Though it is mid morning, the light is still grey and the dark brick Gothic buildings of Torun, about 200km northwest of Warsaw, appear enigmatic. It is the cusp of winter and the air is nippy. Summer crowds have long gone and the cobblestone streets of the medieval Polish town are silent, except for the occasional sound of shoes or cycle tyres.
Just outside the towering medieval walls, in a gentle valley, the winding Vistula river flows languidly. Inside the walled city, a UNESCO World Heritage Site, the lanes and alleys are cobble-stoned, flanked by astonishingly well-preserved medieval brick houses with original Gothic facades. The interiors of those that have been converted into shops or museums reveal beautifully decorated walls, stucco ceilings and vaulted cellars. The town’s medieval layout, surrounded by towering defensive walls is still intact. Within it are two market squares, churches and townhouses, the Teutonic castle and town hall—but more interestingly, Torun is the birthplace of 15th-century astronomer Nicolaus Copernicus, and he remains an enduring presence in the town.
Torun has a tumultuous history, says my guide Krzysztof. Founded in 1233 by the Teutonic Order, a martial religious group, the medieval town was plunged into several wars over the centuries, its buildings destroyed and rebuilt. During World War II Germany occupied the town and inflicted atrocities upon the locals but the town itself was neither bombed or damaged, which explains why so much of the Old Town including the fort wall are well preserved.
But before plunging headlong into the town’s sights, we skirt along the fort wall from the Monastery Gate towards the western corner and pause at a strange structure. Set against the fort wall is a squat tower leaning precariously inwards, like a bit of a riff on famous one in Pisa. “According to local legend, one of the Teutonic Knights while building the town fell in love with a local nun or it could be a rich man’s daughter. He was punished and single-handedly built the tower as penance. But so strong was his love that the tower started leaning in towards where the nun’s/daughter’s building,” Krzysztof deadpanned. Fascinatingly, people believe spending time, even a few seconds under it, clears one’s conscience. So during spring and summer there are long lines of people but now there are just a few teenagers hanging around.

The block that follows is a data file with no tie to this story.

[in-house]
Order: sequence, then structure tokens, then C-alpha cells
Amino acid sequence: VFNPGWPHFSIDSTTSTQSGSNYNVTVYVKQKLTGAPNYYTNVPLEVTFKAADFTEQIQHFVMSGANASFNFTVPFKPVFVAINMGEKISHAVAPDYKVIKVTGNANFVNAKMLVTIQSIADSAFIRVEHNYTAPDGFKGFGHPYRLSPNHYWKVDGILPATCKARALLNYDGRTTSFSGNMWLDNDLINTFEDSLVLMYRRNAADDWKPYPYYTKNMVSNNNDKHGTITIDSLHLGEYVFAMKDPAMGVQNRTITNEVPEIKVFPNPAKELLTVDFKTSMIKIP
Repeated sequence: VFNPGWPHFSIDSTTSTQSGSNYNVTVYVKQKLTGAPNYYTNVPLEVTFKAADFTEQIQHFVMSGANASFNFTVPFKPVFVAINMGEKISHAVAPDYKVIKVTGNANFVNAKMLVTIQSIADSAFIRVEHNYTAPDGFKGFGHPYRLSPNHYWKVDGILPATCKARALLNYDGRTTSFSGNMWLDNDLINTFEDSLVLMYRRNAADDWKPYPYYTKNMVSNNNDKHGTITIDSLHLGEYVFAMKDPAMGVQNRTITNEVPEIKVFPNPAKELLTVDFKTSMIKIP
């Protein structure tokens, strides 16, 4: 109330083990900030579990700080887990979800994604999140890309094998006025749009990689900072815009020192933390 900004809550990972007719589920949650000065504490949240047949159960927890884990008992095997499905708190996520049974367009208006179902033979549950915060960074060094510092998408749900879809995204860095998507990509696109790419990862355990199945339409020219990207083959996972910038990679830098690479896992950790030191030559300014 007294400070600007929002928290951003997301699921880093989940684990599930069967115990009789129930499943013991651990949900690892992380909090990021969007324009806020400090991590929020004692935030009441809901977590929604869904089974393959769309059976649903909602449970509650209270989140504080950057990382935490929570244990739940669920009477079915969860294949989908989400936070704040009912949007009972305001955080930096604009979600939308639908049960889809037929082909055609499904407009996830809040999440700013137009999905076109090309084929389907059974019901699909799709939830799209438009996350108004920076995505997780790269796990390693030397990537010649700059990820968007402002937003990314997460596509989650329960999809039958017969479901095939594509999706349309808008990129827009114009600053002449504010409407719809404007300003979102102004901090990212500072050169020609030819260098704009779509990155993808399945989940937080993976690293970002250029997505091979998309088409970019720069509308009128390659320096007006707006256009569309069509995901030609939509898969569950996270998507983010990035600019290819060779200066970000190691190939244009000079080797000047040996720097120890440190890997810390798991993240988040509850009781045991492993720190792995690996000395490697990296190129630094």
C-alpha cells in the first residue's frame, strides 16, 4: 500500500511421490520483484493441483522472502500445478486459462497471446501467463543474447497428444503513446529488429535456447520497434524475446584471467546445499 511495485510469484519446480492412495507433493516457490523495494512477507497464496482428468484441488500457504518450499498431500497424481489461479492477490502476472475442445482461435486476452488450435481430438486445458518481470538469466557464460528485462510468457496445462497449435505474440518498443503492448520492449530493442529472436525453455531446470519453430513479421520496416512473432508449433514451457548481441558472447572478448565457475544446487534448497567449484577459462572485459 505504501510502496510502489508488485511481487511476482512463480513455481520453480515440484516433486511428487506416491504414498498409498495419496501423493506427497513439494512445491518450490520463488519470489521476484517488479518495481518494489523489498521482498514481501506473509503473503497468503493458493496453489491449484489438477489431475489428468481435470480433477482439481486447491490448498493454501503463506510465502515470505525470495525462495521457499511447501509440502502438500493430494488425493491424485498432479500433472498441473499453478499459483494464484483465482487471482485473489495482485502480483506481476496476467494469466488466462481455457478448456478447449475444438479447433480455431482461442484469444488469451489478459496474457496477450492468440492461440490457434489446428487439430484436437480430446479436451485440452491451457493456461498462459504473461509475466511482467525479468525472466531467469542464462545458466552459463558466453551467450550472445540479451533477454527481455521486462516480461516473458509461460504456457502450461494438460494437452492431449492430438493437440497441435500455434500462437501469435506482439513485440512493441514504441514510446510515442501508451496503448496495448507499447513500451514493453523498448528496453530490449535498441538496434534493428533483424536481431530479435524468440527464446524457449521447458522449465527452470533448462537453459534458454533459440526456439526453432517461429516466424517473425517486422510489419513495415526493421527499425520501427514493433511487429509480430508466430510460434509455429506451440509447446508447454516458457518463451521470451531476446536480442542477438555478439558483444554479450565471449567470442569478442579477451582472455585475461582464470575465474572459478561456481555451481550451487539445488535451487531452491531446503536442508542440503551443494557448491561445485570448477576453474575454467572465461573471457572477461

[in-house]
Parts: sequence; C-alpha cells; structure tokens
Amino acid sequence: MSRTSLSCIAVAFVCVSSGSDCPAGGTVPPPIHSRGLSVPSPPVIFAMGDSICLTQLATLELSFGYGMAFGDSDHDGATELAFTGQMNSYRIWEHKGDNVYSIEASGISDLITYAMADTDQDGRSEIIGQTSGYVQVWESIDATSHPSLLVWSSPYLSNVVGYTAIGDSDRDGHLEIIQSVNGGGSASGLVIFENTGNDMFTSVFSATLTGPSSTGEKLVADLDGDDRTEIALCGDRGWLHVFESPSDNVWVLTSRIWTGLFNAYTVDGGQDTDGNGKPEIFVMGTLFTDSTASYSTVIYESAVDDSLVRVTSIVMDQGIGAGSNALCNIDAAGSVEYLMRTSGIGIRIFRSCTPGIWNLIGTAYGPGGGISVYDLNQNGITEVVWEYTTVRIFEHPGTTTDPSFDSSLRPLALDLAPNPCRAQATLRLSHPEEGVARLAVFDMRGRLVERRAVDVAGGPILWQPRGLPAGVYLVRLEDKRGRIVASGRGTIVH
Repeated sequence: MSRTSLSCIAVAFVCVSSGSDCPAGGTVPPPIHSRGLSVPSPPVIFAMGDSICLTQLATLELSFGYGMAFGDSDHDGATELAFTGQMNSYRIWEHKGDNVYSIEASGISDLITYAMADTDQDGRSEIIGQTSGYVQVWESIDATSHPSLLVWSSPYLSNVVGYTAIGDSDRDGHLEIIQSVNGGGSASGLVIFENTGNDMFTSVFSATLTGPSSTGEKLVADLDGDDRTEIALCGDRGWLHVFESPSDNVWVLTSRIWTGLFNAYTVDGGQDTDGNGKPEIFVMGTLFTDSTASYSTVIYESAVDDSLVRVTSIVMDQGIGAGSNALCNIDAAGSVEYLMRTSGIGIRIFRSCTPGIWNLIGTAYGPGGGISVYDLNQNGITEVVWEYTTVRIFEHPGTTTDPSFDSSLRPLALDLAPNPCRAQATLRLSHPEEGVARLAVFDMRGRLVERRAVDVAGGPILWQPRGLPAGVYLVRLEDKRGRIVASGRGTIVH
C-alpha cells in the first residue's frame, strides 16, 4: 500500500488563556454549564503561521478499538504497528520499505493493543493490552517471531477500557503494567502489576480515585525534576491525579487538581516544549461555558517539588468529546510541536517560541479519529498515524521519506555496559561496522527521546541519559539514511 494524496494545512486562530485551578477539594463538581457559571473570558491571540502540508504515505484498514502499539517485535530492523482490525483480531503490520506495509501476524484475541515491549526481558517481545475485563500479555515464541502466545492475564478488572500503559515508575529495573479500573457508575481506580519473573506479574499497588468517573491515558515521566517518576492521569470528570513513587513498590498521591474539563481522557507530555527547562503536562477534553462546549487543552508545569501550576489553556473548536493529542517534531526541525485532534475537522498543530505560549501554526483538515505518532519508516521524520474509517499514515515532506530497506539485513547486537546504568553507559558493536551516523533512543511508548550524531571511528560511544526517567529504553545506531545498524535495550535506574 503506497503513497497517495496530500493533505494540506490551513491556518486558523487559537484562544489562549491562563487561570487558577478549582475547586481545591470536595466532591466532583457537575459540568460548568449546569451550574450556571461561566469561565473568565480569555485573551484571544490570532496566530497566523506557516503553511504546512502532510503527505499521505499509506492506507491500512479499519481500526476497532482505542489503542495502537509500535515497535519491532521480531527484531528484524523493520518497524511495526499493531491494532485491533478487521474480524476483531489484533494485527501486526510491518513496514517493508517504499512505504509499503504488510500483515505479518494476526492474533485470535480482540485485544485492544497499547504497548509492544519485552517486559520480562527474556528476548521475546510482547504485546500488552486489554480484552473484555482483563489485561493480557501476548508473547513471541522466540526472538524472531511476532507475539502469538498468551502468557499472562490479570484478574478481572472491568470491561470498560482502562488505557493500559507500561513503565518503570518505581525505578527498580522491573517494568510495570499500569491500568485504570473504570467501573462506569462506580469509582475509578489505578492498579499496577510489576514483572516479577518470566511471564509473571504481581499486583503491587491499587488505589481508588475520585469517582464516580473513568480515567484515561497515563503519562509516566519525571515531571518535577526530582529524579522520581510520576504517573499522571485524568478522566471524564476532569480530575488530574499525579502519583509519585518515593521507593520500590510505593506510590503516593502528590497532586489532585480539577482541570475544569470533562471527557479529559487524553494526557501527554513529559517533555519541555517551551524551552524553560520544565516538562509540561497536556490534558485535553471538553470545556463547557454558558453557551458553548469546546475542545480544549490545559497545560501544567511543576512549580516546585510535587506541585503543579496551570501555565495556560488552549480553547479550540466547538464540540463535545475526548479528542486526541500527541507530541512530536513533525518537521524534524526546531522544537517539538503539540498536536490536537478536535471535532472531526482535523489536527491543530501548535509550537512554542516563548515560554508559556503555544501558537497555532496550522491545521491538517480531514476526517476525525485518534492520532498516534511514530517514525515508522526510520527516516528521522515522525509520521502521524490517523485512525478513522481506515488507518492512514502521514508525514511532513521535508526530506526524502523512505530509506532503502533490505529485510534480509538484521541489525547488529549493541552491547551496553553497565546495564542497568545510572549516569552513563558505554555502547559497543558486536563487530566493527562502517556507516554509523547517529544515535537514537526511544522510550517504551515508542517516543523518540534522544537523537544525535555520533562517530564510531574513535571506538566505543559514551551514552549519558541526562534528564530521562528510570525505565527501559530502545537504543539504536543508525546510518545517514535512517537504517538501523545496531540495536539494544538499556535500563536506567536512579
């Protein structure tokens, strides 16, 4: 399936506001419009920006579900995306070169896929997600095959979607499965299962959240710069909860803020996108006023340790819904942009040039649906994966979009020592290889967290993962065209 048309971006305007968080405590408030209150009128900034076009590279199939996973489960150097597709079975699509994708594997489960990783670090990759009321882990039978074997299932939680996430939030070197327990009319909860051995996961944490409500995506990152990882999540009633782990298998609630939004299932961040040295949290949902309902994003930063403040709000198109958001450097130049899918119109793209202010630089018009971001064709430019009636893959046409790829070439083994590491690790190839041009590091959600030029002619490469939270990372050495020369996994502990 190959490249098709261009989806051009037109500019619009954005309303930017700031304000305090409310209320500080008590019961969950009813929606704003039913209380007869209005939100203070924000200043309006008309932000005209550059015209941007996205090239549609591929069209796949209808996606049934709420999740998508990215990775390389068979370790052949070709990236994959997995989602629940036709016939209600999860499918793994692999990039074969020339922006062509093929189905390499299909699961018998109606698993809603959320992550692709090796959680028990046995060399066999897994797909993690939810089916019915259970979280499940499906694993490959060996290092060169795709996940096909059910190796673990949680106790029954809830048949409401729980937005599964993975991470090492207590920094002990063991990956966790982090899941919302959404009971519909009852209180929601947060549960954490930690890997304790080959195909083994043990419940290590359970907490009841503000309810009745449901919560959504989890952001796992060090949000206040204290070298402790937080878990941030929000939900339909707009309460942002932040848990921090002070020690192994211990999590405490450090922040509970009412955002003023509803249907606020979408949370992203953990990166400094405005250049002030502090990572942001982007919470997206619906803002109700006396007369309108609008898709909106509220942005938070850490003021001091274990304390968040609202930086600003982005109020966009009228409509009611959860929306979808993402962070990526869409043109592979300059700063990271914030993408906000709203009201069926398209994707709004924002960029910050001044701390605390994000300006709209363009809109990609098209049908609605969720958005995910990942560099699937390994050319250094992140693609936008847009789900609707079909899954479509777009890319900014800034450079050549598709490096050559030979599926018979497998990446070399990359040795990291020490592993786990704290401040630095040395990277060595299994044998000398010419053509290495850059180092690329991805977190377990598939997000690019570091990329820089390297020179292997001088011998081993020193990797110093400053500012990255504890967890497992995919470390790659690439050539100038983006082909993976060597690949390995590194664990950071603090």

We let them be and head towards the town centre, walking through deserted streets, passing beautiful buildings, arched doorways, and elegant facades. A cold wind blows through some of the narrower ones and I am happy to arrive at the Market Square and gape at the Gothic town hall - Ratusz Staromiejski. Originally from around the 13th and 14th centuries but subsequently rebuilt a few times, it is massive and mesmerizing. The square is deserted so its presence has a brooding quality.
There is a constant leitmotif through the town—its close association with Copernicus, its most illustrious resident. He was born in February 1473 in a narrow two-storey house with an elegant façade on St Anna Street. The street is now named after him and his birth home is now the House of Nicolaus Copernicus, a museum to showcase his life and times.
Stepping through a low doorway, the inside feels cramped and small. The walls are covered in decorative motif and the house is dominated by the kitchen. As a boy Copernicus is supposed to have used a room, both as a study and to sleep, on the first floor. This is more airy and has a lovely view of the street. The room is furnished to look the way it might have been in his time. To stare at the place where the astronomer came up with his ground-breaking theories—that the Sun, and not the Earth, is the centre around which planets orbit, and that the Earth not only orbits the sun but also revolves on its own axis, going against Church-held beliefs and influencing generations of scientists after him—is a bit overwhelming for a moment.
Despite his overarching presence, there are no definitive records about where or till what age he stayed in Torun. It is generally accepted that he lived and studied in town till he went to Krakow University at the age of 18. Other associations abound. A few minutes from the museum is the Torun Cathedral dedicated to St. John. It is Torun’s oldest and largest church, also Gothic in style and from around the 13th century. Here too Copernicus is not far: a stone font commemorates the place where he was baptized. The church’s highlight is the magnificent tower whose 200 steps lead to the staggering tuba dei (God’s trumpet), a seven-tonne bell that chimes just four times a year as well as on extraordinary occasions such as the death of a Pope or the anointment of a new one.
My wanderings take me past Torun’s famous gingerbread museum, also named after Copernicus and the smell is seductive. Torun prides itself on inventing gingerbread and has a museum dedicated to its history and demonstrations of ancient techniques by bakers dressed in medieval costumes. Round a corner, I see banners advertising a sporting event at Nicolaus Copernicus University, the town’s largest institute of higher education.
I end up at the market square, realising it is almost impossible to escape Copernicus. In a clearing, people are milling around, posing and taking photographs. A closer look they’re in front of a lovely bronze statue of Copernicus on a pedestal with an astrolabe in his hand. I come away a bit amused: Copernicus might have postulated it is the sun and not the earth that is at the centre of the universe, but in the limited universe of Torun, he is very much the centre.
Anita Rao Kashi is an independent journalist based in Bengaluru